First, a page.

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Ontario REALTORS® support grow ops registry bill

TORONTO, Ontario, November 25, 2010 — Ontario REALTORS® support private members Bill 139, Clandestine Drug Operation Prevention Act, 2010, introduced by MPP Lisa MacLeod to establish a marijuana grow operations and clandestine drug laboratory registry.

“Grow-ops are major problem for homebuyers in the province and we have been urging the Ontario government to establish a registry to protect consumers for almost ten years,” said Dorothy Mason, President. “We urge the government to pass this bill in order to protect homebuyers.”

REALTORS® are obligated by law to disclose to potential homebuyers if a home has been used as a marijuana grow-operation or a drug lab. Ontario REALTORS are hindered by the lack of a central registry which is crucial to protecting homebuyers from the potential health and safety hazards of properties formerly used to manufacturer clandestine drugs.

Bill 139 defines a clandestine drug operation to be an illegal operation where any substance listed in the schedules I through IV in the Controlled Drugs and Substances Act of Canada can be obtained by any method or process.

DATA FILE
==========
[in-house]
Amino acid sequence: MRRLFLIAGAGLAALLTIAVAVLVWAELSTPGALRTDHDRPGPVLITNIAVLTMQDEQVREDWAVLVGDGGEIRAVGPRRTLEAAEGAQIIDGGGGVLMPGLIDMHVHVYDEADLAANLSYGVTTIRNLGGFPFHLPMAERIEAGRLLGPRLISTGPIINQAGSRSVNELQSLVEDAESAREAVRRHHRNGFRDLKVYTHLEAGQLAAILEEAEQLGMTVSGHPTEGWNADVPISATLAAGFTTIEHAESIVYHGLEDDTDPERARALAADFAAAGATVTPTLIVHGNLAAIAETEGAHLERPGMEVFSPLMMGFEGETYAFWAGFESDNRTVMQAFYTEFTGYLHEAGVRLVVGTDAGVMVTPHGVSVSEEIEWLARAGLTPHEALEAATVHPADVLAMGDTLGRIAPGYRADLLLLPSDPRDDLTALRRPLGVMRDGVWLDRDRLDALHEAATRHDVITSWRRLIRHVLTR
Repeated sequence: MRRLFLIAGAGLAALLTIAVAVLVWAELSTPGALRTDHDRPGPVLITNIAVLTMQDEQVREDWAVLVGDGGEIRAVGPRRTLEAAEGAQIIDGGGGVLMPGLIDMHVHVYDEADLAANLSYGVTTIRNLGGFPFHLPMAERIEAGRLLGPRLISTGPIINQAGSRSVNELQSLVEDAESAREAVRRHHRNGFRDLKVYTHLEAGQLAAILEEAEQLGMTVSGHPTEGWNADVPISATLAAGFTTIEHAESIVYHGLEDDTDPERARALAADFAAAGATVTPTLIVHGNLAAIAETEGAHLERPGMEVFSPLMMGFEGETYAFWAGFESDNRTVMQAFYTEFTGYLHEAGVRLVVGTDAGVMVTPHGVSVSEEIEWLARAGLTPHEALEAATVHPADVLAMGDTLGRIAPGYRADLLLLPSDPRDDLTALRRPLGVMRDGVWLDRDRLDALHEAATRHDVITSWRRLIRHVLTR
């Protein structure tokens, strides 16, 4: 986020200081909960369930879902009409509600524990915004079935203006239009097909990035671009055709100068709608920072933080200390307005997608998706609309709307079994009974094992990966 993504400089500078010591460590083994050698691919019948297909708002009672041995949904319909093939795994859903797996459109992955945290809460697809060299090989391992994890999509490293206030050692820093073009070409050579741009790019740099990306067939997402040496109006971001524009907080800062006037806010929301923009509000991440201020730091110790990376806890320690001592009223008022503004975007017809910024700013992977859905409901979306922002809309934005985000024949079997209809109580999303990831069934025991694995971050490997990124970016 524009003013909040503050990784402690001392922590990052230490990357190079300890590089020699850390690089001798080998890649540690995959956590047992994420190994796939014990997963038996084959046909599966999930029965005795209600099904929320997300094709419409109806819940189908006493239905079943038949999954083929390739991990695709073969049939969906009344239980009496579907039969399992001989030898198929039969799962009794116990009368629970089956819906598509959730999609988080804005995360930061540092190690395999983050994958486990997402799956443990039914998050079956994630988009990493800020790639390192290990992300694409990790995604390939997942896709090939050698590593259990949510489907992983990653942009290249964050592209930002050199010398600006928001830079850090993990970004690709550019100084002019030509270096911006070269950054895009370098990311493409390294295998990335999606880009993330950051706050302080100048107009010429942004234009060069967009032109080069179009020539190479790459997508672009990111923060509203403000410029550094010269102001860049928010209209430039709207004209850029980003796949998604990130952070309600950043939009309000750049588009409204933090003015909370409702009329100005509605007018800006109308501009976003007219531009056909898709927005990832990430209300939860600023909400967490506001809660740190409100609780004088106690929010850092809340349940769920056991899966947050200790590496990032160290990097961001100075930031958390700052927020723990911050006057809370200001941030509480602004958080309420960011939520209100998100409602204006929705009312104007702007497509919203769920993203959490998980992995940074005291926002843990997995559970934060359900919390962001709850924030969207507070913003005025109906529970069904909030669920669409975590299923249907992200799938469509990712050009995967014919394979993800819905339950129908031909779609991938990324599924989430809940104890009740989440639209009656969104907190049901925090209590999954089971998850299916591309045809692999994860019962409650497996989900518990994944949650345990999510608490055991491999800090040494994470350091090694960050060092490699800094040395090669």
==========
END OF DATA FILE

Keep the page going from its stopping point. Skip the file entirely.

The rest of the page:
Clandestine drug operations cause significant damage to homes. For example, physical damage done to the house by excessive moisture leading to mould, chemical contamination, structural alterations and electrical rewiring leading to fire hazards.

Often these homes received cosmetic renovations to disguise the fact they were marijuana growoperations and consumer unknowingly purchases these homes. This can lead to loss of insurance for the property and exorbitantly high remediation costs.

The Ontario Real Estate Association represents 49,000 brokers and salespeople who are members of the provinces 42 real estate boards. OREA serves its members through a wide variety of publications, educational programs and special services. The association provides all real estate licensing courses in Ontario.

OREA was founded in 1922 to organize real estate activities and develop common goals across the province. These goals included promoting higher industry standards, protecting the general public from unscrupulous brokers and salespeople, and preserving private property rights.

News source: Toronto Real Estate Board

 

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